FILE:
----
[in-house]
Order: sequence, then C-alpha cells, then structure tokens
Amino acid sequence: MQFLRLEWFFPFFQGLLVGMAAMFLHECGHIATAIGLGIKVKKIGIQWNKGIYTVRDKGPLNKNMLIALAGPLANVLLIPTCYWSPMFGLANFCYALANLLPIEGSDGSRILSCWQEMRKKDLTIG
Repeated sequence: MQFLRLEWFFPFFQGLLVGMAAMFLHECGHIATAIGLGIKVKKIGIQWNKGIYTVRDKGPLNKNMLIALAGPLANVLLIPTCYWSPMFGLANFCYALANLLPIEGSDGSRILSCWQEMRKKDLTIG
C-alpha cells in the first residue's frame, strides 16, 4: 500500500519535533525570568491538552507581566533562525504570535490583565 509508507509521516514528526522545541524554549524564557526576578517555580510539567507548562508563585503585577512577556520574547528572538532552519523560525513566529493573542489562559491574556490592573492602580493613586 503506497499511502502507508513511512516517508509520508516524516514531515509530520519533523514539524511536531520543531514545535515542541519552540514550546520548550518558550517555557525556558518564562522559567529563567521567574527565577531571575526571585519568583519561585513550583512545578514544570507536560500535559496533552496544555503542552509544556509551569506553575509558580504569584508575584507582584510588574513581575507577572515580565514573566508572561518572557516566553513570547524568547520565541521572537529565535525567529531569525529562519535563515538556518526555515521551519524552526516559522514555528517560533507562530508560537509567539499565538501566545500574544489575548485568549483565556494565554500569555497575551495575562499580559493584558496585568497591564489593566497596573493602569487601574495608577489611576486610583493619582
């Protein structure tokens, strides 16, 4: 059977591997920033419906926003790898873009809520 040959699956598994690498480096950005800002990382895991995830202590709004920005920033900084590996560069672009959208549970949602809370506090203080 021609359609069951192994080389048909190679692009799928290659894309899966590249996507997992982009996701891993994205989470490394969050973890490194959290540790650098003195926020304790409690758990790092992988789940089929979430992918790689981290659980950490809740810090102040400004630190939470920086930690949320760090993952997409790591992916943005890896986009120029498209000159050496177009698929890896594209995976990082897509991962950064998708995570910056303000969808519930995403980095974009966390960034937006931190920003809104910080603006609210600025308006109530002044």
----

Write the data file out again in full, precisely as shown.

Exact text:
[in-house]
Order: sequence, then C-alpha cells, then structure tokens
Amino acid sequence: MQFLRLEWFFPFFQGLLVGMAAMFLHECGHIATAIGLGIKVKKIGIQWNKGIYTVRDKGPLNKNMLIALAGPLANVLLIPTCYWSPMFGLANFCYALANLLPIEGSDGSRILSCWQEMRKKDLTIG
Repeated sequence: MQFLRLEWFFPFFQGLLVGMAAMFLHECGHIATAIGLGIKVKKIGIQWNKGIYTVRDKGPLNKNMLIALAGPLANVLLIPTCYWSPMFGLANFCYALANLLPIEGSDGSRILSCWQEMRKKDLTIG
C-alpha cells in the first residue's frame, strides 16, 4: 500500500519535533525570568491538552507581566533562525504570535490583565 509508507509521516514528526522545541524554549524564557526576578517555580510539567507548562508563585503585577512577556520574547528572538532552519523560525513566529493573542489562559491574556490592573492602580493613586 503506497499511502502507508513511512516517508509520508516524516514531515509530520519533523514539524511536531520543531514545535515542541519552540514550546520548550518558550517555557525556558518564562522559567529563567521567574527565577531571575526571585519568583519561585513550583512545578514544570507536560500535559496533552496544555503542552509544556509551569506553575509558580504569584508575584507582584510588574513581575507577572515580565514573566508572561518572557516566553513570547524568547520565541521572537529565535525567529531569525529562519535563515538556518526555515521551519524552526516559522514555528517560533507562530508560537509567539499565538501566545500574544489575548485568549483565556494565554500569555497575551495575562499580559493584558496585568497591564489593566497596573493602569487601574495608577489611576486610583493619582
């Protein structure tokens, strides 16, 4: 059977591997920033419906926003790898873009809520 040959699956598994690498480096950005800002990382895991995830202590709004920005920033900084590996560069672009959208549970949602809370506090203080 021609359609069951192994080389048909190679692009799928290659894309899966590249996507997992982009996701891993994205989470490394969050973890490194959290540790650098003195926020304790409690758990790092992988789940089929979430992918790689981290659980950490809740810090102040400004630190939470920086930690949320760090993952997409790591992916943005890896986009120029498209000159050496177009698929890896594209995976990082897509991962950064998708995570910056303000969808519930995403980095974009966390960034937006931190920003809104910080603006609210600025308006109530002044």